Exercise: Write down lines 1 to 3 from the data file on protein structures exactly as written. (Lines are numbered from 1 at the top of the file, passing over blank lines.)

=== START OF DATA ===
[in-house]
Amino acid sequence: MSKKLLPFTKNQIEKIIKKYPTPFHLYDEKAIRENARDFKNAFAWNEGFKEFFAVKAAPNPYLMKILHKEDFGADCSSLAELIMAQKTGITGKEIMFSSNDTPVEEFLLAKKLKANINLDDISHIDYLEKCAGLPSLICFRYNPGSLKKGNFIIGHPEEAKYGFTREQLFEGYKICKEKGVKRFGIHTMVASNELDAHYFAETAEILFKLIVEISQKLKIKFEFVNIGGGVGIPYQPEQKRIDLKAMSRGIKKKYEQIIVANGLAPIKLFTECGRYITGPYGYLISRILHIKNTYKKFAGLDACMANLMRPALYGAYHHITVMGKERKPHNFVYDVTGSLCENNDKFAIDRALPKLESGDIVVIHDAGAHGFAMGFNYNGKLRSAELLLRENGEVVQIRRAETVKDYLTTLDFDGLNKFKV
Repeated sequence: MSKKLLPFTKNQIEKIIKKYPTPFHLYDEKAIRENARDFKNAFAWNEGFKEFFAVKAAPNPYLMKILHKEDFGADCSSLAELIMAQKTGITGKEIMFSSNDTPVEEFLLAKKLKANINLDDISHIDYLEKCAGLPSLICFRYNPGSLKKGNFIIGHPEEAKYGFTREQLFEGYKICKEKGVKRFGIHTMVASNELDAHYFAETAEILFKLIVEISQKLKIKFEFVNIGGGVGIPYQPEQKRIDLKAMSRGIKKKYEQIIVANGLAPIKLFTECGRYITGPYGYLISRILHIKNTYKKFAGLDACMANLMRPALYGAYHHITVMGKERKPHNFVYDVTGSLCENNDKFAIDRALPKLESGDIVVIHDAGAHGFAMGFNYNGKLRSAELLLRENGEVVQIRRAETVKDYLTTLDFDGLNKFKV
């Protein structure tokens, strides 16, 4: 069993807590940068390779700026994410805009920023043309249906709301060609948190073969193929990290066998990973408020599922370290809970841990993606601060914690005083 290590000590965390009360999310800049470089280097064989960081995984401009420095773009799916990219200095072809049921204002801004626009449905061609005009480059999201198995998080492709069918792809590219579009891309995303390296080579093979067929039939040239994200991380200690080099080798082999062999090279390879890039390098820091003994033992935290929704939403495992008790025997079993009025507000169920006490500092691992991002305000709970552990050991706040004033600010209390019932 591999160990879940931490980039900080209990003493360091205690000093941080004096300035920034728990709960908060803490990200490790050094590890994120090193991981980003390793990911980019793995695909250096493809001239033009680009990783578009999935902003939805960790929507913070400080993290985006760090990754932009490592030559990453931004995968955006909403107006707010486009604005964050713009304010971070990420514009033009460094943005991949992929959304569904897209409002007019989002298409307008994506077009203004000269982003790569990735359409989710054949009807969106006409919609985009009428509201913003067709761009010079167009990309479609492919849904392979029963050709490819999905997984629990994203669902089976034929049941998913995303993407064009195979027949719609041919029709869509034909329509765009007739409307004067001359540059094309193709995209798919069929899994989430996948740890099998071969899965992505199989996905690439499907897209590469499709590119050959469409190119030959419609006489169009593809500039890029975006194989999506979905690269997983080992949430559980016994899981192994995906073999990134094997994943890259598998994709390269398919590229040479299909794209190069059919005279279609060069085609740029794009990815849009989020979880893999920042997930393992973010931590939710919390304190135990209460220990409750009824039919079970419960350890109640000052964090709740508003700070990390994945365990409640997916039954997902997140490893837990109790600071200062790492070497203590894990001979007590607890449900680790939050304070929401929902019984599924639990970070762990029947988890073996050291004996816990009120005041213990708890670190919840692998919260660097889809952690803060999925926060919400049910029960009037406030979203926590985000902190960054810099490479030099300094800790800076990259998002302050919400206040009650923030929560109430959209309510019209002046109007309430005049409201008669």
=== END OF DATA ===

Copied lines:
[in-house]
Amino acid sequence: MSKKLLPFTKNQIEKIIKKYPTPFHLYDEKAIRENARDFKNAFAWNEGFKEFFAVKAAPNPYLMKILHKEDFGADCSSLAELIMAQKTGITGKEIMFSSNDTPVEEFLLAKKLKANINLDDISHIDYLEKCAGLPSLICFRYNPGSLKKGNFIIGHPEEAKYGFTREQLFEGYKICKEKGVKRFGIHTMVASNELDAHYFAETAEILFKLIVEISQKLKIKFEFVNIGGGVGIPYQPEQKRIDLKAMSRGIKKKYEQIIVANGLAPIKLFTECGRYITGPYGYLISRILHIKNTYKKFAGLDACMANLMRPALYGAYHHITVMGKERKPHNFVYDVTGSLCENNDKFAIDRALPKLESGDIVVIHDAGAHGFAMGFNYNGKLRSAELLLRENGEVVQIRRAETVKDYLTTLDFDGLNKFKV
Repeated sequence: MSKKLLPFTKNQIEKIIKKYPTPFHLYDEKAIRENARDFKNAFAWNEGFKEFFAVKAAPNPYLMKILHKEDFGADCSSLAELIMAQKTGITGKEIMFSSNDTPVEEFLLAKKLKANINLDDISHIDYLEKCAGLPSLICFRYNPGSLKKGNFIIGHPEEAKYGFTREQLFEGYKICKEKGVKRFGIHTMVASNELDAHYFAETAEILFKLIVEISQKLKIKFEFVNIGGGVGIPYQPEQKRIDLKAMSRGIKKKYEQIIVANGLAPIKLFTECGRYITGPYGYLISRILHIKNTYKKFAGLDACMANLMRPALYGAYHHITVMGKERKPHNFVYDVTGSLCENNDKFAIDRALPKLESGDIVVIHDAGAHGFAMGFNYNGKLRSAELLLRENGEVVQIRRAETVKDYLTTLDFDGLNKFKV